Letter of the Day

The real confusion

CERTAINLY, believing being biologically male means greater physical strength and prowess in competitive sport may be valid in some situations, but historically, spectators and participants in male-only sports would have surely realised not all males are built like a “brick s…house” (“Trans confusion hits new depths”, HS, 22/4).

Indeed, the strength of male physicality is varied, and having watched Aussie Rules for more than 60 years, I have seen many “skeletally-skinny” males come off second-best contesting physically against opponents twice their size.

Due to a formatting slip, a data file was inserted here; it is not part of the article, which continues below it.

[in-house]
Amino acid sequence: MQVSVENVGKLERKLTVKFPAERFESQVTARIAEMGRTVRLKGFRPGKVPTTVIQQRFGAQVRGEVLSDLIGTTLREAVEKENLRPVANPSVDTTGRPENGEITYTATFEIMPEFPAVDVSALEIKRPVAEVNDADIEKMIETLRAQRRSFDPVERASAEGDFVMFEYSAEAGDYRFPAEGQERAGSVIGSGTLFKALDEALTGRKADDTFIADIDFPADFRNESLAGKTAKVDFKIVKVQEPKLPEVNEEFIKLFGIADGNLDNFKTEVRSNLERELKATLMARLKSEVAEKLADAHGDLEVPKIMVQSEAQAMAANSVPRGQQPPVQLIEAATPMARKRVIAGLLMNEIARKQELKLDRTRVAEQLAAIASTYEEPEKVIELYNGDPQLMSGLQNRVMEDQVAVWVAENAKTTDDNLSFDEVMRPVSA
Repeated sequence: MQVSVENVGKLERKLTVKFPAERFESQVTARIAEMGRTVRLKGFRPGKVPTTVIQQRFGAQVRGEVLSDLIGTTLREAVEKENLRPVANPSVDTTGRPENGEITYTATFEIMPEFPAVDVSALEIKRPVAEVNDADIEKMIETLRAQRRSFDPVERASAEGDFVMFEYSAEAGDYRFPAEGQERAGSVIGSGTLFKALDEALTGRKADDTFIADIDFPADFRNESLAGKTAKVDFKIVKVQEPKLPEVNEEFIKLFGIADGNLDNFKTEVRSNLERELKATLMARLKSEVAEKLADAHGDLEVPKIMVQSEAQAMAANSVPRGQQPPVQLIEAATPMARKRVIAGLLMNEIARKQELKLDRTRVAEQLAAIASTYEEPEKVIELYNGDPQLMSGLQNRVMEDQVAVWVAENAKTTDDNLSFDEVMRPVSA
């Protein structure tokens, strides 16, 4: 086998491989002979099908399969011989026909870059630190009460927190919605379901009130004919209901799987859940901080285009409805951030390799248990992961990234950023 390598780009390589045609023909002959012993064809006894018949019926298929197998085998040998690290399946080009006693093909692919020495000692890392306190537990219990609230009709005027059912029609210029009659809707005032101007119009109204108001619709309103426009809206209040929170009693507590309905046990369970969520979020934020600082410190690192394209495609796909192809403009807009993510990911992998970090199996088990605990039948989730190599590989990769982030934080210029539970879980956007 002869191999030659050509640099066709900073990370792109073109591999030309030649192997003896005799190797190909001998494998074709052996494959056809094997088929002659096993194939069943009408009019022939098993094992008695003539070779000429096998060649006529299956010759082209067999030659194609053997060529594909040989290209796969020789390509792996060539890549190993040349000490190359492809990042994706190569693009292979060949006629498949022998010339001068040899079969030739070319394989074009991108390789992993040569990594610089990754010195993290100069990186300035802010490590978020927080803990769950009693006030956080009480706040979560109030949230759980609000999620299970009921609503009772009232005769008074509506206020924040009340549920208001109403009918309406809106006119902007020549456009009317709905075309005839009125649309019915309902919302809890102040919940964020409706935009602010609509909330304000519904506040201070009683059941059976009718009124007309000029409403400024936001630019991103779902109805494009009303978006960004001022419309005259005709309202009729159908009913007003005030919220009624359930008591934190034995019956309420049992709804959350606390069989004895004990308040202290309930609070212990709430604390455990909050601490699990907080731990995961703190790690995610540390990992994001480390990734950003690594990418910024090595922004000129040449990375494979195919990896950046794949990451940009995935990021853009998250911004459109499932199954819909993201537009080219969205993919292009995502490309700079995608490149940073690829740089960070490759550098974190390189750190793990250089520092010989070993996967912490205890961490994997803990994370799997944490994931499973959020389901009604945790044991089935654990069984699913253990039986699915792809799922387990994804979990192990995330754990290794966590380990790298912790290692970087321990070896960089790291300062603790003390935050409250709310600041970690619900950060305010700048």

Sometimes, the critical differences can be about particular skill, talent, speed, teamwork, and even how one trains and is coached, among other things. It has never been a “level playing field” for biological males. Similarly for females, I suggest.

With both genders of all shapes, sizes and skills, asserting it’s “just not fair” for biological men to compete against female swimmers, and in other sports, misses the pertinence of the particular. Perhaps the real “confusion” is confusing inclusiveness with equality and supposed sameness as fairness. A new understanding of competing “in the human race” seems imperative for opportunities in sport across society.